RWomen USA welcomes colleagues of all gender identification. Its mission focuses on the recruitment, retention, and advancement of women’s careers in RBC Capital Markets (RBCCM) USA and is reinforced through its active engagement with peers and business leaders alike.

While RWomen USA membership and content have evolved over the years, its mission remains consistent. A subcommittee structure — each one led by different co-chairs – strategically supports its foundational objectives through a wide breadth of focus areas, and with considerable impact across RBCCM USA, RWomen is an Employee Resource Group (ERG) that members deploy as a “career tool” – one that enhances their ability to contribute to the organization , enriches their individual professional journeys, and promotes a sense of belonging at RBCCM.

In a recent conversation, Co-Chairs Shireen Fathi and Samantha Condron shared some programming highlights of the ERG and the mark RWomen has made on the firm.

Recruitment and Retention: “I feel like I belong here”

Shireen Fathi became a member of every ERG when she joined the firm as an intern. “I had a pretty good taste of all of them and knew I wanted to get more involved when I became a fulltime employee,” she says. When she did, she immediately began to attend RWomen events. And when the RWomen Recruitment Squad subcommittee was officially launched, Fathi seized the opportunity to step-up as a Squad Co-Chair. “I felt I had a bit of helpful knowledge to contribute to this area, coming right out of college,” she explains.

Shireen Fathi

Not only did Fathi lead the committee, but she also “really made it work,” says Condron, who explains that under Fathi’s guidance the Squad became more integrally involved with campus recruitment, collaborating with our HR partners to significantly amplify RBCCM’s efforts to recruit interns and women college graduates in the US.

To this day, the Recruitment Squad’s efforts have paid off as the business has seen an increasingly growing uptake on offers and a marked increase in young female talent. That said, in an industry with significantly more men than women, RWomen is determined to help move the needle in a more gender-balanced direction.

With the recruitment channel well-established, the team also focuses on its core objectives to retain and support the advancement of its members’ career goals. Condron, who joined RWomen when her own path forward was unclear, shares that the ERG is particularly helpful to women who are forging their career journey and who seek opportunities and connections that may offer new and unanticipated pathways to their next steps. “The idea is, how do we keep the people we have at RBC? The ERG helps do that. We’ve heard a lot of people say, ‘I’ve had an offer across the Street and part of the reason I stayed here is my involvement with RWomen and the exposure it provided me throughout different businesses. I feel like I belong here.’” She adds that women who are involved with RWomen also have a greater sense of worth outside their job.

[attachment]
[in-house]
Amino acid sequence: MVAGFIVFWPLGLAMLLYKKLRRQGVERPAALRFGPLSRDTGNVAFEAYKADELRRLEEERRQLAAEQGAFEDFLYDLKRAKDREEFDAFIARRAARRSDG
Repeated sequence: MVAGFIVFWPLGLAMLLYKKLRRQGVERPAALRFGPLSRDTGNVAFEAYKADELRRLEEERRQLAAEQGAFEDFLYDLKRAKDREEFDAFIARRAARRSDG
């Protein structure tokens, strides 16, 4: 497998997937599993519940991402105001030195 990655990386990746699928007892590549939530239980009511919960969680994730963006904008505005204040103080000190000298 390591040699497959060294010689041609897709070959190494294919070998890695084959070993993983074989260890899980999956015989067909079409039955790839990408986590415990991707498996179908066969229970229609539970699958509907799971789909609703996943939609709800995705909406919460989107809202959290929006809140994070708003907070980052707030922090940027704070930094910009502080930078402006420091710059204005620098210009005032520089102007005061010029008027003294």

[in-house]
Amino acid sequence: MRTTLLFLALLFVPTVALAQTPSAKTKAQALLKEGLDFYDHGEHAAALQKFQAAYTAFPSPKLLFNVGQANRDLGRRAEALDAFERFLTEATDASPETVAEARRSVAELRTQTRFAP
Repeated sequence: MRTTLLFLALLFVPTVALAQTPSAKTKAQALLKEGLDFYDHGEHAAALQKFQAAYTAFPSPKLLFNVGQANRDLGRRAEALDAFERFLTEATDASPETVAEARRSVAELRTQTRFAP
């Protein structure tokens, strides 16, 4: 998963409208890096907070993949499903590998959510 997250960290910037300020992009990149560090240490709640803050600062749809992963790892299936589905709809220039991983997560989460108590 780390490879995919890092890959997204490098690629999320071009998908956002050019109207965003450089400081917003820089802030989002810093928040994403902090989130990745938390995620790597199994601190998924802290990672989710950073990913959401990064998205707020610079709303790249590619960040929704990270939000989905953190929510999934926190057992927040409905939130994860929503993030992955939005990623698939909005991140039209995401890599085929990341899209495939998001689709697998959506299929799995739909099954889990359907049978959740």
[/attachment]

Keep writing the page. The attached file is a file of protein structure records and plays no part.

Client Engagement: “Not your typical steak dinner or golf day.”

One of the more unique aspects of RWomen is its Client Engagement Committee. “To our knowledge, we’re the only US ERG that embeds in its annual programming, regularly scheduled client events. This not only provides unique relationship-enhancement opportunities for our client-facing members, but also, enables our community to continue to hone their client-coverage skills, away from the office.

What is more, we’ve hosted terrific cross-ERG collaboration sessions, such as our March Supper Club dining experience, which was a joint RWomen/MEA (Multicultural Employee Alliance ERG) celebration of Women’s History and Black History month, held at Jasmine’s Caribbean Cuisine,” says Condron.

Indeed, the RWomen Supper Club is one of three programming streams led by the Client Engagement Committee. The Supper Club, itself, began at the cusp of post-Covid times, and was intended to support women restauranteurs as they heralded their businesses and staff through the most difficult period of the last two decades in the New York restaurant sector. Suppers welcome RBC clients and their coverage to dine at select establishments where they enjoy curated menus and hear from owners/chefs about their business experiences and successes. “We’ve held dinners where chefs have shared their challenges to managing a successful NYC eatery, as well as those associated with being a woman in a still, male-dominated industry,” explains Condron. Since its inception, The Supper Club has collectively hosted more than 40 client firms, and more than 100 attendees of all gender identification. “I’ve been impressed by the number of men attending these events – quite often it’s women who bring male clients, but also men who bring female clients,” adds Condron. Put another way, Fathi recalls agreeing with one RWomen member in describing it in this way: “The Supper Club is an RWomen “twist” on the typical steak dinner or golf course outing, where business conversations occur, and everyone in attendance feels invited and included.”

Samantha Condron

Another popular RWomen program stream is the Power-Up with RBC breakfast series, intimate gatherings of no more than thirty attendees where RBC experts share their views and take “live” questions from client participants. “We relaunched our Power Ups in 2023, with Tom Porcelli (former RBC US Chief Economist), who spoke of shifting central bank monetary policy and its impacts on the global economy. Most recently around Earth Day, we featured Lindsay Patrick, Head of Strategic Initiatives and ESG and her ESG team, who, together, discussed RBC’s focus and progress in this area, and spoke about key ESG investment factors,” says Fathi. Both breakfasts were sold-out affairs that served to motivate the RWomen Client Engagement Committee to begin contemplating the next quarterly topic and speaker – stay tuned on this front!